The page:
For those of you who live on top of Everest who don't know there's a 'credit crunch' out there. Just at the moment the target of the financial vultures is American International Group (hey, if that doesn't get me some Google hits nothing will!).
Apparently AIG have 24 hours to secure significant funding before they hit the buffers. This is a company which was the biggest insurer in America and a global presence who not many people know of in the UK save for their sponsorship of a football club around 40 miles from where I sit lovingly known by we Leeds fans as 'Scum'. For the rest of you that's Manchester United, a club which itself is sitting on approaching £1bn of debt.
If AIG go down then the shock waves will be massive. Anyway, enough of the Wall Street Journal stuff, the other reason I'm interested in AIG is that they happen to underwrite much of the business that my company works on. If they go belly up I quite honestly don't know what the ramifications would be for me and my company.
I admit openly that I'm rather scared.
But anyway, this is a poker blog, largely, so what's the link? In fact it's quite tenuous. As I was playing tonight I had the CNN Share page
in the background showing AIG's shares. It was a massacre. The share price changed every second falling to around $1.80 a share and then rising as computer programmes decided to buy at a perceived low point. Then it rose, and rose and rose. It got to a point above where it started ($4.76) and then eventually settled down at $3.75 at the close, still a quarter down. Now, in after hours trading, it's down to $1.83.
I guess my mind might have been somewhat distracted, though if it was I didn't particularly realise it. However 600 hands later I've endured the most frustrating, most annoying and utterly jaw dropping session ever. No matter that I couldn't hit a thing. No matter that, once again, with the money in the middle I had a full house cracked by quads - the ninth time in just over a month. What really got me was the utter disorder of those who came and went on the tables.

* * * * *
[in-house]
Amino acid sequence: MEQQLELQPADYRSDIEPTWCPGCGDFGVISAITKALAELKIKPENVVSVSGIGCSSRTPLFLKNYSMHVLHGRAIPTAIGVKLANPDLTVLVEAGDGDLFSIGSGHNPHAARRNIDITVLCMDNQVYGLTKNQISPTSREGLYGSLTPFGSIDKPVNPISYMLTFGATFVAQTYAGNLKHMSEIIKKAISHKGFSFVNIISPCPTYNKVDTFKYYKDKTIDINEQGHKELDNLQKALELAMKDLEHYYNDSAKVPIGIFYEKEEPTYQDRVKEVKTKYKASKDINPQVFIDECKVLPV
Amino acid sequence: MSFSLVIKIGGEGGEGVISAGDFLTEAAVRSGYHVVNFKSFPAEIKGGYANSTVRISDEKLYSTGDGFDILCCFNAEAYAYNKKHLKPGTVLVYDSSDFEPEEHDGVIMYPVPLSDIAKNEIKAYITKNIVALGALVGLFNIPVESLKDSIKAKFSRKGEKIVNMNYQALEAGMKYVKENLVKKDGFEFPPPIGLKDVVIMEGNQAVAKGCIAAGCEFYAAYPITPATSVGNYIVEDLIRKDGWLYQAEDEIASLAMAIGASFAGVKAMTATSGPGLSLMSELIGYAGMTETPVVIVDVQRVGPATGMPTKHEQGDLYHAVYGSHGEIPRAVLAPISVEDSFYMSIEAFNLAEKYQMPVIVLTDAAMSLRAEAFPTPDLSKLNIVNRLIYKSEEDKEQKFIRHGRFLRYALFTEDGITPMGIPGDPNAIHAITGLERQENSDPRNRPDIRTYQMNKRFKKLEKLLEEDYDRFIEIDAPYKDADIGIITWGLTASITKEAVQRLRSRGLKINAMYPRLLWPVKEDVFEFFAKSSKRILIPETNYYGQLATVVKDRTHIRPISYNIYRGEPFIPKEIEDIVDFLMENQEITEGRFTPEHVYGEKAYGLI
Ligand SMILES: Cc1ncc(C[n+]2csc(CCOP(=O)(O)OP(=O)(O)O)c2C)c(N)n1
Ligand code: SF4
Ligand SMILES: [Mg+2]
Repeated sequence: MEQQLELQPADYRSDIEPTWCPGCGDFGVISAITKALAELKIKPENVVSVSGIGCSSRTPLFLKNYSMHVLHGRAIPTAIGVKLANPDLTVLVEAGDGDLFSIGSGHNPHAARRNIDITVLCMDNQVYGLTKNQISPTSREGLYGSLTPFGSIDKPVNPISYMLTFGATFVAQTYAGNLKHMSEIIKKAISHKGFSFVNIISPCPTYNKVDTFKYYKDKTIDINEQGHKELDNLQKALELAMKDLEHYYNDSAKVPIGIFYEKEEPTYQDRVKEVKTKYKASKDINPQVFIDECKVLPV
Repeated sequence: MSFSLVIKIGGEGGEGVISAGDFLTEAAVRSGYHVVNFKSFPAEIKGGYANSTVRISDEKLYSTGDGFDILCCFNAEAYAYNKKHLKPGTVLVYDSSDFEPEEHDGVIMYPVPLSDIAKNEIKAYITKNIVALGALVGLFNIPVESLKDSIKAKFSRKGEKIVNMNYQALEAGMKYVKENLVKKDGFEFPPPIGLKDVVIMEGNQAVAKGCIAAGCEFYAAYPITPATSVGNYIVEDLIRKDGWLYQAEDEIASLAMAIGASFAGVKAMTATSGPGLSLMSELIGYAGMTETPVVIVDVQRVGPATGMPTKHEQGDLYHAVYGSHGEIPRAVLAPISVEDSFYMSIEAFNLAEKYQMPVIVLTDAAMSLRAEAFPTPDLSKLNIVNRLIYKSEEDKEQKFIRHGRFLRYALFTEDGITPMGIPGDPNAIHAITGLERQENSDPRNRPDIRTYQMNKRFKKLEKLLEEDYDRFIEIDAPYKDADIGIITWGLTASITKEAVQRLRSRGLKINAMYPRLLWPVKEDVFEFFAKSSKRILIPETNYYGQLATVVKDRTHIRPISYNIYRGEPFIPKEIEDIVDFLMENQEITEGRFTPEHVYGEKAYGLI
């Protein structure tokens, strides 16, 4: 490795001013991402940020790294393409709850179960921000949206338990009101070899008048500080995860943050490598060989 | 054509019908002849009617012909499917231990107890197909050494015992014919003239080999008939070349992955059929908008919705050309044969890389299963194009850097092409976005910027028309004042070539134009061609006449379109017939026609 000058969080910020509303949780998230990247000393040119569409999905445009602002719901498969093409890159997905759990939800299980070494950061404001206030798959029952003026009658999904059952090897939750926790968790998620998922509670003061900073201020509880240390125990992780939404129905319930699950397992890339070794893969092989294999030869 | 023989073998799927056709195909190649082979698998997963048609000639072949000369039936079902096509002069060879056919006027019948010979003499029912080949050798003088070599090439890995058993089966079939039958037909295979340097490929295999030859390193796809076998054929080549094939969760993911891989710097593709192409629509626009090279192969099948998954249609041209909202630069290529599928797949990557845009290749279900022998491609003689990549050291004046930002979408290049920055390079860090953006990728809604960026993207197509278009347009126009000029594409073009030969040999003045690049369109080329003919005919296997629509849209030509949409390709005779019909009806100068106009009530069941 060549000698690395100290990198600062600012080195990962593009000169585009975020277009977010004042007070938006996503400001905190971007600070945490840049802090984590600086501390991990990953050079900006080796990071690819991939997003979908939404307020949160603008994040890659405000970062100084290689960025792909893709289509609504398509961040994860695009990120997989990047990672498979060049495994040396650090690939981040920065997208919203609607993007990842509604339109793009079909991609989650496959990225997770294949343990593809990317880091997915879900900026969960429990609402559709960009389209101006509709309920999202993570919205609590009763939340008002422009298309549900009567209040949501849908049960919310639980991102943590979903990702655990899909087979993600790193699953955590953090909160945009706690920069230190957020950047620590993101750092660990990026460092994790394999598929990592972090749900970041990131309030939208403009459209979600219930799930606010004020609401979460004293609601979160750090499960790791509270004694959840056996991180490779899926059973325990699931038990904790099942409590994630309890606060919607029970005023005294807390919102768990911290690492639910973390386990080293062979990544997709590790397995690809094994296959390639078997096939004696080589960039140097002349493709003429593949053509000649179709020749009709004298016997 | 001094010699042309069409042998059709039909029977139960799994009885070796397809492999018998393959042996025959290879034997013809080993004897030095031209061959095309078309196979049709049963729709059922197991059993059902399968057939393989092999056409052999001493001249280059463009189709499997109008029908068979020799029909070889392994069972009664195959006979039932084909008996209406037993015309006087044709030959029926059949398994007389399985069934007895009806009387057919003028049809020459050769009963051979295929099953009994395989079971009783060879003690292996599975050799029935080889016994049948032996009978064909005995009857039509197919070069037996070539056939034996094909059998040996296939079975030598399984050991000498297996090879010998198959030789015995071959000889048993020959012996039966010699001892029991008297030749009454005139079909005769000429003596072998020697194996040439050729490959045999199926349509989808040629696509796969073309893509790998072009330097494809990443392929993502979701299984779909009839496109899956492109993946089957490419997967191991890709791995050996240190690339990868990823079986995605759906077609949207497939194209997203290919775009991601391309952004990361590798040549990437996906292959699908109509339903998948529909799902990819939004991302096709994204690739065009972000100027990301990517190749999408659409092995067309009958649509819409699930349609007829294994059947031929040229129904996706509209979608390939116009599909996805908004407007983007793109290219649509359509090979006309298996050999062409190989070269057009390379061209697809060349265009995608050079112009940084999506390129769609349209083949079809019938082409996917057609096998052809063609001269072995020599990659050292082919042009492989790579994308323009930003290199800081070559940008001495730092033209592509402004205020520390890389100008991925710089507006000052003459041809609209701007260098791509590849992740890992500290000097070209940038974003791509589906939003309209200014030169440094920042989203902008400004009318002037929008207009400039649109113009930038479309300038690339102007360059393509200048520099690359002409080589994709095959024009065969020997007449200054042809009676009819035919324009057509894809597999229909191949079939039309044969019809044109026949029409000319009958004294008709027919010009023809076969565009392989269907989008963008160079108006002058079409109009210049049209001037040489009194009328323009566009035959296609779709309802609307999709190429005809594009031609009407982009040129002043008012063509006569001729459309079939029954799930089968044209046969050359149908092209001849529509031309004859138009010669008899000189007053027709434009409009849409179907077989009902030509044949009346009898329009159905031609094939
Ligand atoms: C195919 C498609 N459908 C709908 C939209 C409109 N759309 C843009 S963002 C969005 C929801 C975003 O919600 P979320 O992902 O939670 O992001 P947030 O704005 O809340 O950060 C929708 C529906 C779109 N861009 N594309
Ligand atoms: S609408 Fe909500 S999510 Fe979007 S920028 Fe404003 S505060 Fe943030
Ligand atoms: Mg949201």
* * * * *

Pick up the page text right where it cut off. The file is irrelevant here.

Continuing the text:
I like to think of Stars as a bit of an institution, where on the whole the cash play is as sensible as you can get at the various micro-limits. In fact I make a lot of my money on that basis. Tonight we had all ins flying around like the playesr were buying and selling AIG shares. There was no rhyme nor reason to it. Pocket 5s would clash with straight draws for $20 pots (at NL5, by the way). A limped table would react to a button raise by re-re-re-re-raising until we had yet more all in shenanigans. $8 pots with three players would see two of them fold to a 10c bet on the end! Just craaaazzzzy! It was like someone had actually paid people to make a mockery of the game.
There was such a parallel between what I was seeing and the rollercoaster ride on the AIG shares. No real rhyme nor reason to it all. Gut instincts, a lack of discipline and, given that AIG is the custodian of phenomenal amounts of funds but not in a position to realise them at short notice, an evident problem with pot odds and bankroll management.
I avoided most of the fall out apart from a $12 pot, but I still ended up losing at a rate of about 35BB/100 hands. In a poker sense I feel shell shocked. This isn't how it's supposed to be. It's not how it was yesterday and it's nothing like it will be tomorrow.
I can only hope for my sake, and for everyone's sake, including the 100,000+ employees that AIG have, that a certain order is restored in the worlds that drew together for me this evening.
The poker donkeys and the city traders have one thing in common. They're like headless chickens who get caught up in hysteria. And through their idiocy most of them lose money and drag down those who want to 'play it straight'. Like the Traders, some walked out of the session much richer without quite knowing how they got there while for others like me it was a case of right time, wrong place - if I'd had decent hands I'd probably not be moaning now :)))
Since the last update the after hours price has gone up to $2.30 from $1.83. Is the company worth 26% more now that twenty minutes ago? Is it really worth nearly 40% less than it was this morning? Of course not, but when people leave rational decison making behind finance, as poker, becomes little more than a lottery.
Labels: AIG, Bewildered, Credit Crunch